Google’s Android OS has limited real-time support and a checkered past with security. It’s also big, complex, and resource-intensive. Yet, it’s starting to take the embedded software world by storm, via a two-pronged approach.
One prong involves Google slowly adding official support for more embedded device types, allowing Android to make inroads into a wider range of embedded markets. Having grown to dominate the worldwide market for smartphones and tablets, today Android also supports smart TVs and set-top boxes, wearables such as smart watches and Google Glass, and even IoT devices via Google’s new Android Things variant. And it’s clear that Google is just getting warmed up.
The other prong takes a more do-it-yourself approach, with embedded device developers modifying the Android OS and the underlying Linux kernel to support classes of embedded devices not officially supported in Android. Because these embedded device developers typically create a custom Android app that replaces Google’s standard home screen, end users often never even know that they’re using an Android-based device. Although such modifications to Android aren’t trivial, embedded device developers are attracted by many features:
- A modern, GPU-accelerated, touch-based GUI that’s familiar to users
- Wide support for the Linux kernel among processor and peripheral vendors
- Sophisticated software stacks for common bus and network interfaces
- Strong APIs and development tools
- A large pool of qualified Android app developers
- Open-source licenses that provide full source code and eliminate licensing fees and restrictions on use
In May 2016, Google announced that they are expanding Android’s reach by targeting the automotive In-Vehicle Infotainment (IVI) market, projected to reach $35 billion worldwide by 2020, an effort that involves modifying the Android OS to meet the automakers’ requirements. Google and Qualcomm demoed this as-yet-unbranded Android OS variant running on the stock IVI of a Maserati at Google I/O 2016 and Google began publicly releasing architectural documentation and related source code in August.
Of course, this isn’t the first time Android has shown up on an IVI; Google’s Android Auto technology, released in 2014, allows an Android smartphone to “project” its user interface and apps onto the touchscreen of a compatible IVI built on any OS, but it can’t drive IVIs with large 4K touchscreens, like those in Teslas and other high-end vehicles, or digital instrument clusters. Google’s Android-based IVI platform won’t have these limitations.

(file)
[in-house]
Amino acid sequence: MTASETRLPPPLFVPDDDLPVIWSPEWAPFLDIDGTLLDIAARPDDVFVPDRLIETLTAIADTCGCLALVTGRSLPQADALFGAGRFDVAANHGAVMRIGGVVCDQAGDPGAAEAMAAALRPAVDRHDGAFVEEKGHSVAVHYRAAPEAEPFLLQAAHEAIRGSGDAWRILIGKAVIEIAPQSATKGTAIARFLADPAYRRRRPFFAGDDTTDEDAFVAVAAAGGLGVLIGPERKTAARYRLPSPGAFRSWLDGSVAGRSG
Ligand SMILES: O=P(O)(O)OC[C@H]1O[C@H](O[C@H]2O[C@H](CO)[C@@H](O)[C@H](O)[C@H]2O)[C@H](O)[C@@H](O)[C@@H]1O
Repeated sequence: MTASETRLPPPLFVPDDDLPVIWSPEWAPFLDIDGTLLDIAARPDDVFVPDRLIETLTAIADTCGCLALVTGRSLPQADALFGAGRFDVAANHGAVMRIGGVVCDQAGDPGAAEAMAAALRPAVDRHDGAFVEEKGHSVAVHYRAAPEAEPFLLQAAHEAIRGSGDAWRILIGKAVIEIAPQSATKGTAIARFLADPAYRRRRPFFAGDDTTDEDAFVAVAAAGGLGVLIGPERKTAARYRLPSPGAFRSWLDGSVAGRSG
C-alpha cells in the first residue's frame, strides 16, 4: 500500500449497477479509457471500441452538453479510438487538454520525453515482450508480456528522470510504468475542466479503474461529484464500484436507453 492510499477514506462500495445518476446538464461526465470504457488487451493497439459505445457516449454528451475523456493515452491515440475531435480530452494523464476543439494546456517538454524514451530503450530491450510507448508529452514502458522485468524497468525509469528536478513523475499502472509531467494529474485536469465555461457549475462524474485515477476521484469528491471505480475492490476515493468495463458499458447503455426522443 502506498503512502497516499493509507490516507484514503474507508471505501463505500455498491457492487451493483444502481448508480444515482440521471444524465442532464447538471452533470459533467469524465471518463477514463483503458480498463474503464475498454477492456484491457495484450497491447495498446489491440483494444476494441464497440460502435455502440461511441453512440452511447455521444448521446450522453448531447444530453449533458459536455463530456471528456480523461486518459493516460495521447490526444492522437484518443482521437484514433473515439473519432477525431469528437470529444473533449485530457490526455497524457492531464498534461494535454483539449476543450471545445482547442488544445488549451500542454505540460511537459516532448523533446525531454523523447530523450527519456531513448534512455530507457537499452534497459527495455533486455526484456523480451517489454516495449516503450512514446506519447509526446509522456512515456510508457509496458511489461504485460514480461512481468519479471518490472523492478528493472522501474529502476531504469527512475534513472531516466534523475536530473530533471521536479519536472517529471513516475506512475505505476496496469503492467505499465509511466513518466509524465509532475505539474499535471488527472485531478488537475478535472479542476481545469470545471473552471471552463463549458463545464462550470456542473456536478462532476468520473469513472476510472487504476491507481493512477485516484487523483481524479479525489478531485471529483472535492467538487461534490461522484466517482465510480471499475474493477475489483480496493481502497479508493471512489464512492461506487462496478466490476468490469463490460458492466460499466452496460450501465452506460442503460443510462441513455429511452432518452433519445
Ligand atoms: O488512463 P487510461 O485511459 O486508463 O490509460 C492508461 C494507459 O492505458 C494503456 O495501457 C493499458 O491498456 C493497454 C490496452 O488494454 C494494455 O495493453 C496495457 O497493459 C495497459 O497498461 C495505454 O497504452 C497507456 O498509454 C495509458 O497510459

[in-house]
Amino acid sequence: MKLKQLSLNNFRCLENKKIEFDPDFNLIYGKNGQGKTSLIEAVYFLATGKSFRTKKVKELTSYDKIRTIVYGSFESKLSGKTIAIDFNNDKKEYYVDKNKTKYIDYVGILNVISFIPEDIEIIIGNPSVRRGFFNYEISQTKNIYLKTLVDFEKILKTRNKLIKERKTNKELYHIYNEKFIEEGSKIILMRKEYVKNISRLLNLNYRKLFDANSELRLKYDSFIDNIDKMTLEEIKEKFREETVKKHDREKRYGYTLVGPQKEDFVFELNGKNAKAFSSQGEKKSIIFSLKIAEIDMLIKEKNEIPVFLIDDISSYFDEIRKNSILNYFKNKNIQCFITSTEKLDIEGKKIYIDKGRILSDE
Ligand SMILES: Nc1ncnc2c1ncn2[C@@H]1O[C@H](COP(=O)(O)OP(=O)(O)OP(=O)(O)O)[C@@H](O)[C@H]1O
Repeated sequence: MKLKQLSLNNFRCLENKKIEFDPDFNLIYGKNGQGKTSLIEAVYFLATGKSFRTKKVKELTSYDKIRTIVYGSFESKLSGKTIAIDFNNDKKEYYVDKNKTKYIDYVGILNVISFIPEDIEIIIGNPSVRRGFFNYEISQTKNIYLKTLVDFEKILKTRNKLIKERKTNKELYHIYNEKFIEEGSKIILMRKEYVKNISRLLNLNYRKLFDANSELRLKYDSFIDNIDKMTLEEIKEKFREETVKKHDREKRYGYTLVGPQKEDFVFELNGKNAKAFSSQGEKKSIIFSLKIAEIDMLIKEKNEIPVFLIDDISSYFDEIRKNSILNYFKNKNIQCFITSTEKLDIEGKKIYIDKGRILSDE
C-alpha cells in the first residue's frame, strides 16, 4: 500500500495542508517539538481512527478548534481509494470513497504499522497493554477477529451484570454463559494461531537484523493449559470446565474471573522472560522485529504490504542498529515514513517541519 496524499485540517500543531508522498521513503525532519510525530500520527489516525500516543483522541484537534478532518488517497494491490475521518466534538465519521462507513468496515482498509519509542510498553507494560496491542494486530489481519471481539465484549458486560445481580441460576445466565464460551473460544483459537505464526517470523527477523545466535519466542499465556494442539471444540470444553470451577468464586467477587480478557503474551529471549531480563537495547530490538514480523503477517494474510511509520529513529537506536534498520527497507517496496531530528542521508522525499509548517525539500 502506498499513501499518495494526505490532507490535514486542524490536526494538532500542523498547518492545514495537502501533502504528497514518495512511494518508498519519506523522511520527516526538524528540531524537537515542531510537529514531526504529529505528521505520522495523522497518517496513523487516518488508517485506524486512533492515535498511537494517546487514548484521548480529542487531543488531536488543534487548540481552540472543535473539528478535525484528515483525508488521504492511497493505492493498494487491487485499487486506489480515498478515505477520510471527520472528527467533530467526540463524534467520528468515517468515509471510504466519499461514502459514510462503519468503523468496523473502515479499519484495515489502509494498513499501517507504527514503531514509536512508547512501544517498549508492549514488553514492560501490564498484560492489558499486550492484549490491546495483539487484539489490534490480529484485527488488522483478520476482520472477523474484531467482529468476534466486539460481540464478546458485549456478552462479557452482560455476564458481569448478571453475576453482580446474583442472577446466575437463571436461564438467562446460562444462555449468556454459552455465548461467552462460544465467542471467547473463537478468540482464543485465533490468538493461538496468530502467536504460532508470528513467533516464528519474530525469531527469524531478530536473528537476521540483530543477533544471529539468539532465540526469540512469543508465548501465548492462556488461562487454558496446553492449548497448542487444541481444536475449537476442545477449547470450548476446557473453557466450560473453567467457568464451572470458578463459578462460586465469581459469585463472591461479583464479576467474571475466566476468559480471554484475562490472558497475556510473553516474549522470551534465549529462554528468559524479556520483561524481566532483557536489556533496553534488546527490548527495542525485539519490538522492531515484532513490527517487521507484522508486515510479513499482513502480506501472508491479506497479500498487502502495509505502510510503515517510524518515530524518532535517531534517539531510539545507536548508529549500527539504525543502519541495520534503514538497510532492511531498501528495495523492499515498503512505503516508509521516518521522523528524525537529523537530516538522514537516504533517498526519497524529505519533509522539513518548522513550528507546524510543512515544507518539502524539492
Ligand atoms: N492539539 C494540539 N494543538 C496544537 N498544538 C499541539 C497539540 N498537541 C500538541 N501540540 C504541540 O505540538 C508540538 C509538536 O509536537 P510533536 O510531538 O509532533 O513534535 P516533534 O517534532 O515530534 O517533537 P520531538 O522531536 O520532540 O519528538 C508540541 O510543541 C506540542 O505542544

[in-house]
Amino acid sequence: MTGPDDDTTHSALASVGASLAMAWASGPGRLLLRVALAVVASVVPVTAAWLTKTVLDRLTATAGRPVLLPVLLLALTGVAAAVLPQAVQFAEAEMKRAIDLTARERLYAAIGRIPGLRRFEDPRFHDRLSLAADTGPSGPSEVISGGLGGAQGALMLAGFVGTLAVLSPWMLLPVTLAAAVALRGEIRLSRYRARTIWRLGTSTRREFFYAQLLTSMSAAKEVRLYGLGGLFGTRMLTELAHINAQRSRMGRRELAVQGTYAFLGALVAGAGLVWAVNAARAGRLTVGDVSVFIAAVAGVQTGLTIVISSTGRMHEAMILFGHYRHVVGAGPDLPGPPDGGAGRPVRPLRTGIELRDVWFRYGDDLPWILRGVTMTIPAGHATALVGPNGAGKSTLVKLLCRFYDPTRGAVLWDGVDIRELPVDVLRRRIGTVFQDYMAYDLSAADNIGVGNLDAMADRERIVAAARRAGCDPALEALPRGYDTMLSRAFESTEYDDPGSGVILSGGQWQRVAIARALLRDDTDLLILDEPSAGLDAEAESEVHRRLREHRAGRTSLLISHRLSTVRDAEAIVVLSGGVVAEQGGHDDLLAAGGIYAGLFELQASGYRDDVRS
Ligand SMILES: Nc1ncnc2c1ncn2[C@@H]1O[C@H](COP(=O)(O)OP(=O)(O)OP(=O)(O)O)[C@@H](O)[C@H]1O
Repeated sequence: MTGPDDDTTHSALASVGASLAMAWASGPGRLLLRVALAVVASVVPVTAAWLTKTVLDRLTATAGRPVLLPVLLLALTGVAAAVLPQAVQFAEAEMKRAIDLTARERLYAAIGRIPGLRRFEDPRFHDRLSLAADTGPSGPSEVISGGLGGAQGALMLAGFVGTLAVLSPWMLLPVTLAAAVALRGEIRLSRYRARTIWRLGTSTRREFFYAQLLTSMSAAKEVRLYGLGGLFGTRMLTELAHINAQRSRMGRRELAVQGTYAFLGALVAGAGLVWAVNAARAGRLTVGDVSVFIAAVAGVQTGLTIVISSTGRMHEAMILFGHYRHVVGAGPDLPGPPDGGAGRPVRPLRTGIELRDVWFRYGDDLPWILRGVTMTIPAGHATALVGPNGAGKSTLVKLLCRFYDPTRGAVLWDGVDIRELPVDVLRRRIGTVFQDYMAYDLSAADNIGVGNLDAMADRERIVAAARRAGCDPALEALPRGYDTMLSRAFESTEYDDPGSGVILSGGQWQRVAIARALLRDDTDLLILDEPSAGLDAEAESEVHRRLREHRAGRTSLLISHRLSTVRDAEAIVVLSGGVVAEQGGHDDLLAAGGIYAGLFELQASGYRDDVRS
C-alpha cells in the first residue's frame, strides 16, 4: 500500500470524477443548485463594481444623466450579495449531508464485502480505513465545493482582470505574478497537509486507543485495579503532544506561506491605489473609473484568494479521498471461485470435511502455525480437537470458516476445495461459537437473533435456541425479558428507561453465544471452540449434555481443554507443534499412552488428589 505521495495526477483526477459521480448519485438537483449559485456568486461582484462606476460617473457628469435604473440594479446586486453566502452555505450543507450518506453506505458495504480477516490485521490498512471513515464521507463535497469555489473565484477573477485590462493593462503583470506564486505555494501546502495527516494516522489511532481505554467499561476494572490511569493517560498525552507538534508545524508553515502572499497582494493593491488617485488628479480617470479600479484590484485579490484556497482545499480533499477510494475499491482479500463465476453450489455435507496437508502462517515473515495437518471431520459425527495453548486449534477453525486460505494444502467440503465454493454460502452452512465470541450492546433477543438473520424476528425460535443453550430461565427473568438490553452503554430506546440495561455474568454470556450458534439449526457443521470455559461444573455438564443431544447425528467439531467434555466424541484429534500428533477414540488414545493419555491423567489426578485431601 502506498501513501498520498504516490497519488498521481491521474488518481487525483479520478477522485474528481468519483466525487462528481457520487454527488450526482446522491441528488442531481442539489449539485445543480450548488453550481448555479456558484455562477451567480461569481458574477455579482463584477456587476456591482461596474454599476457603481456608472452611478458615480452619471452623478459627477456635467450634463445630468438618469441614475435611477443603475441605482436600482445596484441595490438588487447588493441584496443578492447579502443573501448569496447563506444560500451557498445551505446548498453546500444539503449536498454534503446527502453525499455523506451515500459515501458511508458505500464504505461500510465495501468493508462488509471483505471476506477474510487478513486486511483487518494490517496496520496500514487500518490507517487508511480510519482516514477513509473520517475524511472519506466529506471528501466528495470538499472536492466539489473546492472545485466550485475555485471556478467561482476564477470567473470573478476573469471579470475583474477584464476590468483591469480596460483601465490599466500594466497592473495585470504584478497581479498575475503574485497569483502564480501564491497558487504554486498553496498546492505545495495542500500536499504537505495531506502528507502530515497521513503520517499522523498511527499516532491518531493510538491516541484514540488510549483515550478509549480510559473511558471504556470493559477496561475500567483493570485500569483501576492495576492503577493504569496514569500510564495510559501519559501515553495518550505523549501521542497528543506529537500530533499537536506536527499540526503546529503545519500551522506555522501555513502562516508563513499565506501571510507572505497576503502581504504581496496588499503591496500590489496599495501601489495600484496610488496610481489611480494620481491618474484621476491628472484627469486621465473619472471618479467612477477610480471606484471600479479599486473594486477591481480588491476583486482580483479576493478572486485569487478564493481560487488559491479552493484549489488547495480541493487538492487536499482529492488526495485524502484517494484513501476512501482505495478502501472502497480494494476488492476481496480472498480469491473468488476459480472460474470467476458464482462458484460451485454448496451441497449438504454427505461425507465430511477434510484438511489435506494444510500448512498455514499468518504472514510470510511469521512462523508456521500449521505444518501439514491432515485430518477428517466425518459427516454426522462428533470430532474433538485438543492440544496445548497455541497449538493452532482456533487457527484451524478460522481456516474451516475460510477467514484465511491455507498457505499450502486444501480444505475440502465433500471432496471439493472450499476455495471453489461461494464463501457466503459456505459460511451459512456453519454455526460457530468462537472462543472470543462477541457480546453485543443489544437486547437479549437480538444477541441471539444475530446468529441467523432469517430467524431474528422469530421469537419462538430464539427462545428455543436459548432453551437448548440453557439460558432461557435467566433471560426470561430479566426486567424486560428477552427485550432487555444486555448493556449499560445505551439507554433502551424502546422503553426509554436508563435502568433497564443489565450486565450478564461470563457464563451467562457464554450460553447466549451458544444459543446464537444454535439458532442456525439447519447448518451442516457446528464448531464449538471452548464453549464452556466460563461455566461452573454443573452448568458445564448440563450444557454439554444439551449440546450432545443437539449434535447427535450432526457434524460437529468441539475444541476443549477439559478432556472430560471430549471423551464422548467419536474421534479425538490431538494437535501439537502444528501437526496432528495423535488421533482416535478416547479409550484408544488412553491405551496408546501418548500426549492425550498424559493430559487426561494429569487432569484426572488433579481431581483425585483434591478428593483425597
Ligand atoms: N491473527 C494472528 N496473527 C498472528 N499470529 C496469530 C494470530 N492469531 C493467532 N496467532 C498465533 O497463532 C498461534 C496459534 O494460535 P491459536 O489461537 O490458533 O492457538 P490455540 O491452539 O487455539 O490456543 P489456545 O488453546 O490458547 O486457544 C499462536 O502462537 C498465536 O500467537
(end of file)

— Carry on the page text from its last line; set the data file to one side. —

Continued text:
Likewise, GM, Honda, and other automakers have been working with their OEMs to develop Android-based IVIs for several years. But Google’s official endorsement is critical for expansion of Android into this market; without it, a do-it-yourself Android IVI developer can’t license Google Maps or other prized Google technologies that aren’t technically part of the Android OS, requiring these to be built internally or licensed from third parties.
Google’s biggest challenge in adapting Android for use in automobiles is meeting the auto industry’s stringent security requirements. While Android’s architecture was designed to be secure from the start, its reputation has been somewhat tarnished by the slipshod implementations of some Android phone and tablet makers, and also by the demands of developers and consumers who want root access to the Android OS or the ability to load customized versions.
Google has spent a decade improving Android security, recently mandating that Android OEMs use features like SELinux and secure boot to better restrict access to software components and protect the integrity of the Linux kernel. For the Android IVI platform, Google is building on these security features by isolating key automotive software components from the rest of the OS. And like Android Auto technology, it’s likely that Google’s Android IVI will initially support only a few hundred, specially selected navigation, audio, and messaging apps.
Despite Android’s advantages, there’s no question that there will be automakers who opt to resist the Android juggernaut, perhaps because they prefer a more traditional RTOS, because they want to dramatically differentiate their software, or because they simply chafe at Google’s licensing requirements. But if consumer demand becomes the driving factor, it’s possible that the world’s most popular mobile OS may be about to become the world’s most popular automotive infotainment OS.